No Gallery and thus no White Cube! No dictation of aesthetics by Institutions! No bias view of the curator or art critic! And with this freedom came a notion that hadn’t been seen since the 60s… Avant-garde is that you?
The Death of the Avant-Garde
Within the landscape of today’s Big Brother surveillance world it is almost impossible to comprehend how the internet was ever perceived to be a space of Democratic Equilibrium. However, 24 years ago, JODI was born into a time which emobodied this Utopian view of digital technology. She was a product of the rhizome-like online artistic community, which in turn thrived on that Avant-garde mindset of ‘shacking off the shackles’ of social constraints and values of aesthetics.
JODI was the flag bearer of the first and seemingly last purely Avant-garde world. Her glitches of disruptive interference; in both her looks and her presence within the cookie cut art market, denied the gallery/curator the ability to sell or display her on a cold white wall. She was simultaneously owned by everyone and nobody. However, like every good thing, Net Art couldn’t resist commodification forever…Big Brother seemingly crept into our lives overnight and JODI was buried.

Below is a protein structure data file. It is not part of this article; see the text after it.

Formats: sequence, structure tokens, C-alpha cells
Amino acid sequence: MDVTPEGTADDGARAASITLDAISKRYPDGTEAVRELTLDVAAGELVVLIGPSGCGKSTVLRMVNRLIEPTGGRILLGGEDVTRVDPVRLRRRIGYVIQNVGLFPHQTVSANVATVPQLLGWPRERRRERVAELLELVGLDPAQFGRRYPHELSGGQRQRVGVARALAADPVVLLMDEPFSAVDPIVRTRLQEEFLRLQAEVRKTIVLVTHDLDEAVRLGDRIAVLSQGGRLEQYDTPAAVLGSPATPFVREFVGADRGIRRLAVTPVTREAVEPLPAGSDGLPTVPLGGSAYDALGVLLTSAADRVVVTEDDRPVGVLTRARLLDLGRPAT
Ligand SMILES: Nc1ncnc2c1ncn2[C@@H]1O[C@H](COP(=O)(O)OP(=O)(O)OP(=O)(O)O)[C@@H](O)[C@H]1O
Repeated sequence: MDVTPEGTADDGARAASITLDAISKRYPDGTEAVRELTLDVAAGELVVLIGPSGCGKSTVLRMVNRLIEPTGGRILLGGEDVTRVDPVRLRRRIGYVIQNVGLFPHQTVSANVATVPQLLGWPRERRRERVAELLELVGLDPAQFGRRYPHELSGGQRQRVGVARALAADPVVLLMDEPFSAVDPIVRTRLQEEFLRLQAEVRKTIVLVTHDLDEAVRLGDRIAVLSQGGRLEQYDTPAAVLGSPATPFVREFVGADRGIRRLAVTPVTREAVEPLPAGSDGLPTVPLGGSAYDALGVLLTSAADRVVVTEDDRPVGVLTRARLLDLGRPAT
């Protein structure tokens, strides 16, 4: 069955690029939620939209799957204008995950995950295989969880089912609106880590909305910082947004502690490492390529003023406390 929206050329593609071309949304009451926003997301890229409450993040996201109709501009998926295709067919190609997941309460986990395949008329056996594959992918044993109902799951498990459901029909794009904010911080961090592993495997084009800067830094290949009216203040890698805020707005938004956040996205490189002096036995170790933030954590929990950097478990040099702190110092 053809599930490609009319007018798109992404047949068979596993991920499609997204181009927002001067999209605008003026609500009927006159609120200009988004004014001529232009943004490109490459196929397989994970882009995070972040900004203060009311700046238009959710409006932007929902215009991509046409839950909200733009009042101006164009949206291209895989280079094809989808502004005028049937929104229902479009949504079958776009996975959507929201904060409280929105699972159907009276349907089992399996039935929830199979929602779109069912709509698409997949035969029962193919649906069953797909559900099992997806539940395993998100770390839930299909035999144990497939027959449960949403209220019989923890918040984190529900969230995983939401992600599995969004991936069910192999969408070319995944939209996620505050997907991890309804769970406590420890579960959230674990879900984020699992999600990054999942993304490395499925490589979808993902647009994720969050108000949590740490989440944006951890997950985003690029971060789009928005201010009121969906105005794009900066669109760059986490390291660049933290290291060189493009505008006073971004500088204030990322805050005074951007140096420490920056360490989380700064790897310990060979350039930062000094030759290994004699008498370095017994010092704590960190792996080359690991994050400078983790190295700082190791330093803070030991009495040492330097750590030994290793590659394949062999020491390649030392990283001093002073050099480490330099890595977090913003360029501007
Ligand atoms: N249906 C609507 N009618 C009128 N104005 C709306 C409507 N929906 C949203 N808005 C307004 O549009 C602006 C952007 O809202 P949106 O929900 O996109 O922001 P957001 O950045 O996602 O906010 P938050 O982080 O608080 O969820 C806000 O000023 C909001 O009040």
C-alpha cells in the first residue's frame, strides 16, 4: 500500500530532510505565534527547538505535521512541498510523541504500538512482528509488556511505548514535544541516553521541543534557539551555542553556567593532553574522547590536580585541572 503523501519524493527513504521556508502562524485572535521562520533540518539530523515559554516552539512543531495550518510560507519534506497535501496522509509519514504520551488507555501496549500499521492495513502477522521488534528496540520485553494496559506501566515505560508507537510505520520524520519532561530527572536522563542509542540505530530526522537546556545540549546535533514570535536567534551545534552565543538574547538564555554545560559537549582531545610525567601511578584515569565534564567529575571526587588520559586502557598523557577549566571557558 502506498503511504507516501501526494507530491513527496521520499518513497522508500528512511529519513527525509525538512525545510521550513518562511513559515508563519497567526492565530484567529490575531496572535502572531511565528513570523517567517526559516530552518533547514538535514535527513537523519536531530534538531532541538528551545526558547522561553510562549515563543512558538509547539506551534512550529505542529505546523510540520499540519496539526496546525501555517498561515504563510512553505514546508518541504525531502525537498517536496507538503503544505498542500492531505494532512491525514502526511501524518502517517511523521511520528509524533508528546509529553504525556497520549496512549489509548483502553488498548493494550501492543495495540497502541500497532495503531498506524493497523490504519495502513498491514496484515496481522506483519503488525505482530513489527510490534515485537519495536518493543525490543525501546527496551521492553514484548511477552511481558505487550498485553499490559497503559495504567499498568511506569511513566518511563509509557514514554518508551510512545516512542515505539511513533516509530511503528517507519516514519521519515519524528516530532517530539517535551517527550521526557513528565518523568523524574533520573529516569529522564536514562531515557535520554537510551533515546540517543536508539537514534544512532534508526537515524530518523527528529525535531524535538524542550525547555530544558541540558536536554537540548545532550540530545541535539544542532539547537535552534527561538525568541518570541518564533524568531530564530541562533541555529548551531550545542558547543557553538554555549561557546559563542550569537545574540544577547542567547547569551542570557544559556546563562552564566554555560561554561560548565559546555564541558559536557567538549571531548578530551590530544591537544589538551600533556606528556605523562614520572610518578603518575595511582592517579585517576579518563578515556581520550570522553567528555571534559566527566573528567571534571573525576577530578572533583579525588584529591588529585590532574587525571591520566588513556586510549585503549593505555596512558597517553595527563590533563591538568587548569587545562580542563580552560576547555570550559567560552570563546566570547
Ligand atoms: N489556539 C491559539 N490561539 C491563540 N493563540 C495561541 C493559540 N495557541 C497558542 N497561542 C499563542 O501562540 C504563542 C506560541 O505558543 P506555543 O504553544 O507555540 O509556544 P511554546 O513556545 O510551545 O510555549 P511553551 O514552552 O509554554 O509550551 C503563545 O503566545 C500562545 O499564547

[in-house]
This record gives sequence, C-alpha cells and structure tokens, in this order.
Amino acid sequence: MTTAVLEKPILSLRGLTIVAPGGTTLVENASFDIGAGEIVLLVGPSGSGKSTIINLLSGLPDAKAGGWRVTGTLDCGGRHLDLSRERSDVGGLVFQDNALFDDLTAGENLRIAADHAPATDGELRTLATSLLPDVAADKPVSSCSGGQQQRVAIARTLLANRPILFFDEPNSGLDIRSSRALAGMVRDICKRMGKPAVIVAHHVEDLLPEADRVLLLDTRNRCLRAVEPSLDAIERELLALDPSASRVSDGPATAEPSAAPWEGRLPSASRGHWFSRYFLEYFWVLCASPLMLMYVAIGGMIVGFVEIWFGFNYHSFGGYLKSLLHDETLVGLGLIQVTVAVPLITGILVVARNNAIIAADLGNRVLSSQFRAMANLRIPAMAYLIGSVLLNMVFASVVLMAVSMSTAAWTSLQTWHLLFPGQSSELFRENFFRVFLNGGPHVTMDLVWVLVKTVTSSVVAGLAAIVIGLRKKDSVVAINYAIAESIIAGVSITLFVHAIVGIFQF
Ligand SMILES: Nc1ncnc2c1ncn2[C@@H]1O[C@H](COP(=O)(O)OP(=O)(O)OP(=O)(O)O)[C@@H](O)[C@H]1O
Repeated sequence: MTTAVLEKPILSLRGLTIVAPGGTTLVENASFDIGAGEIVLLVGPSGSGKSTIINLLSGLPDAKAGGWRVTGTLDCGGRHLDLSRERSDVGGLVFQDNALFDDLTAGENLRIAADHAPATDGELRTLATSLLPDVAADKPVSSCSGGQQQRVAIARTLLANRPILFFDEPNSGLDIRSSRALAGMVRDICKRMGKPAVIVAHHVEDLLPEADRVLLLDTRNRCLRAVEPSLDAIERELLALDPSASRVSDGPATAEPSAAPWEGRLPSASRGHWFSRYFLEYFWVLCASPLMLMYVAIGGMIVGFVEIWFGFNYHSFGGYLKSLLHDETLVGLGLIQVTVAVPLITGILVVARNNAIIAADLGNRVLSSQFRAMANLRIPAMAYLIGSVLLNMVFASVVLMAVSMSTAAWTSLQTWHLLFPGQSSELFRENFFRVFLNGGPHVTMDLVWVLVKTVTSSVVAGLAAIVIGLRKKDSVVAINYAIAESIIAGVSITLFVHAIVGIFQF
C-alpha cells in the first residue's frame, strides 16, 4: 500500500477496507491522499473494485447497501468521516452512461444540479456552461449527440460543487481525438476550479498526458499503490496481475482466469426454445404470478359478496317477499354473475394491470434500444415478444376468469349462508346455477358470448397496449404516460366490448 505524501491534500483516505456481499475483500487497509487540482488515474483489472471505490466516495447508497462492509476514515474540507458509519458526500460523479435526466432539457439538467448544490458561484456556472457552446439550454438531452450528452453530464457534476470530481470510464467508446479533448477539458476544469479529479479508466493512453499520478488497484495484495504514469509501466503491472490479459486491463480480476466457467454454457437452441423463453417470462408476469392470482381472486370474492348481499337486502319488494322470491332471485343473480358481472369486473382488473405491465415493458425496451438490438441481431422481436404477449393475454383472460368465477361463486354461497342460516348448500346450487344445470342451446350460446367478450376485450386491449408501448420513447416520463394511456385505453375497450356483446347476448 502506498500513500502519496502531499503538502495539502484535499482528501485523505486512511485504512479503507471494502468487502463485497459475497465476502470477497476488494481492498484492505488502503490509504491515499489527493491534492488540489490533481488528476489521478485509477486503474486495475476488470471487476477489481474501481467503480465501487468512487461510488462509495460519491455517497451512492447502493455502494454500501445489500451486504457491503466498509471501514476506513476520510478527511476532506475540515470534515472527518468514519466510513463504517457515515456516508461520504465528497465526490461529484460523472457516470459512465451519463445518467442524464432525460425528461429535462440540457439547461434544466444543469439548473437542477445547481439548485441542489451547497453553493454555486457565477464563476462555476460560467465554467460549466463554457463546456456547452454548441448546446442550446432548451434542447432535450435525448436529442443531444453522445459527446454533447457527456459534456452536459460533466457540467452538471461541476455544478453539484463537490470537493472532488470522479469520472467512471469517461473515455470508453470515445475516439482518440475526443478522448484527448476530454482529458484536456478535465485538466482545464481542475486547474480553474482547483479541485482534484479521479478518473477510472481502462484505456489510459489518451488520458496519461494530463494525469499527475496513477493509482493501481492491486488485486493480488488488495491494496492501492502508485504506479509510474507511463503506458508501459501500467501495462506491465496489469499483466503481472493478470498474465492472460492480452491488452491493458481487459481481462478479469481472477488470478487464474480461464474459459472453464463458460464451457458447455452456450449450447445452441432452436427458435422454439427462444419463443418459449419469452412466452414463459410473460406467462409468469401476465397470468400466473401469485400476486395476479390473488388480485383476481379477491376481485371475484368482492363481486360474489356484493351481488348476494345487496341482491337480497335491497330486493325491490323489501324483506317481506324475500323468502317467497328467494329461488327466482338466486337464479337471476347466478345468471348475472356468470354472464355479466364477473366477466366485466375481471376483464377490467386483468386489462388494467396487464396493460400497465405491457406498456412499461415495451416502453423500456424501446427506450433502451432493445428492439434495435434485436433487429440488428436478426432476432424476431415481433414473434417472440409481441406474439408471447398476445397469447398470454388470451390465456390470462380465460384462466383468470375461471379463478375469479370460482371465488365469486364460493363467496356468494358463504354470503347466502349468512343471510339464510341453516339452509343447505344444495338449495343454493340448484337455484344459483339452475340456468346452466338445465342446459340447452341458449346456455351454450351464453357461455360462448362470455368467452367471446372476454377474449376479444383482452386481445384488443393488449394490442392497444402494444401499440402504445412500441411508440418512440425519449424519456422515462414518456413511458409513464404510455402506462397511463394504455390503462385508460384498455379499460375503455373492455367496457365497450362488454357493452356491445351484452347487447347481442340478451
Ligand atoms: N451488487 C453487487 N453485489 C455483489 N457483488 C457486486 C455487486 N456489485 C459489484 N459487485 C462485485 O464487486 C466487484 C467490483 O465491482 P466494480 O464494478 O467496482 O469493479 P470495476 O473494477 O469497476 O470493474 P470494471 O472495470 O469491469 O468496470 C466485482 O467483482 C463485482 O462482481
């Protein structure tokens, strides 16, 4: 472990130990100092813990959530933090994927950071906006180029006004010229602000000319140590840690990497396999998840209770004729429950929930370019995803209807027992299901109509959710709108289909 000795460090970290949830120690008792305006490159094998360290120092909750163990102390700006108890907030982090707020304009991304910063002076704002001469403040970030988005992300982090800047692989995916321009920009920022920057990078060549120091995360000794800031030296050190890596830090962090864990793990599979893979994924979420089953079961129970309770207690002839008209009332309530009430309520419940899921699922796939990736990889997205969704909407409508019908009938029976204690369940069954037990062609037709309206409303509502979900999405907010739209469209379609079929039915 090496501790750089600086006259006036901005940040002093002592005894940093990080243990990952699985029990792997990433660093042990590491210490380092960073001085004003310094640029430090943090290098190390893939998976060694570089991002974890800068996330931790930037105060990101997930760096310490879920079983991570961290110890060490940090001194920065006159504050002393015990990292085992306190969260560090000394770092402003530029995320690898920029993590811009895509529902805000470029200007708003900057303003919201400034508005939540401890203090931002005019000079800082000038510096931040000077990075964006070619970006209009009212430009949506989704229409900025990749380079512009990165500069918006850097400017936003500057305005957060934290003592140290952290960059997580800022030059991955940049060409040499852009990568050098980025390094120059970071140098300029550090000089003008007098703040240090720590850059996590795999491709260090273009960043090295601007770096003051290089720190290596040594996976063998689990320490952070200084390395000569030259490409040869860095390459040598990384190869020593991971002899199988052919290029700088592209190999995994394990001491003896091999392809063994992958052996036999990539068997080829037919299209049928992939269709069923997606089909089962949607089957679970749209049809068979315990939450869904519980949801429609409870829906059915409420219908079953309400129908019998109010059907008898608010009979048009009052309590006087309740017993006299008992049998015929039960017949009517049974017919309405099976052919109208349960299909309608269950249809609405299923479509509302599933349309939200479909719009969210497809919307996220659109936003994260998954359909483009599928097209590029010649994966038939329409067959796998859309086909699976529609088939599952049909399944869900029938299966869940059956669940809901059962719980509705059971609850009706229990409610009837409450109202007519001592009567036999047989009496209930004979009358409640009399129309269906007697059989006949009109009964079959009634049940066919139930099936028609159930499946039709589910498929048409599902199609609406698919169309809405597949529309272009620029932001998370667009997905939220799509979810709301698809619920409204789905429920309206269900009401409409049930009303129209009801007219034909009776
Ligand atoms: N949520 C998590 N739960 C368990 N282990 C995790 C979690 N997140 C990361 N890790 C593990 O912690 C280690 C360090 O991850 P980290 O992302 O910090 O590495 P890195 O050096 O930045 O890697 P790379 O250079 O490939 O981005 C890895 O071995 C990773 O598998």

Post – Internet Art
Firstly, what you must understand is…
Net Art used the Internet ITSELF as a chosen medium
Post-Internet Art uses the Internet as simply a CONCEPT to base its work around
Now with this in mind we can link back to the end of Net Art.
The beginning of the new millennia was characterised by a transitional period for the internet. The 2000s marked the beginning of an easier, faster paced lifestyle with online banking, shopping and the rise of social media. To be perfectly honest, when contemplating the trajectory of the appeal of the notion of ‘convience’ it isn’t surprising that we allowed ourselves to be ignorant to the death of JODI. In the act of merging the everyday with the internet the Avant-Garde potential of the rhizome space was destroyed. Now the internet is no longer a free space but a goldmine fuelled by data mining and surveillance.
Jordan Wolf’s work ‘Real Violence’ is a perfect example of Post-Internet Art. Wolf visualises the brutal nature of Virtual Reality, which he in turn deems to be intrinsic to the passive character that is contemporary society. For this piece the viewer experiences the work through VR as they watch a brutal beating where one man – for no apparent reason – bludgeons another man with a bat. Additionally, the viewer is also made to hold onto a metal bar, forcing them to face the beating. The audience has no agency and is a passive witness to the brutality that is the Virtual world.
The notion of one’s lack of agency simply acts to highlight the extent to which the world’s perception of the Internet has changed. From a Utopian space of creativity to that of brutality and invasiveness. JODI is gone and her replacement is the turbulent and insatiable invasion that is our modern day technocratic world.
‘If you want a picture of the future, imagine a boot stamping on a human face – forever.’ – Orwell, 1984
And we stand passive.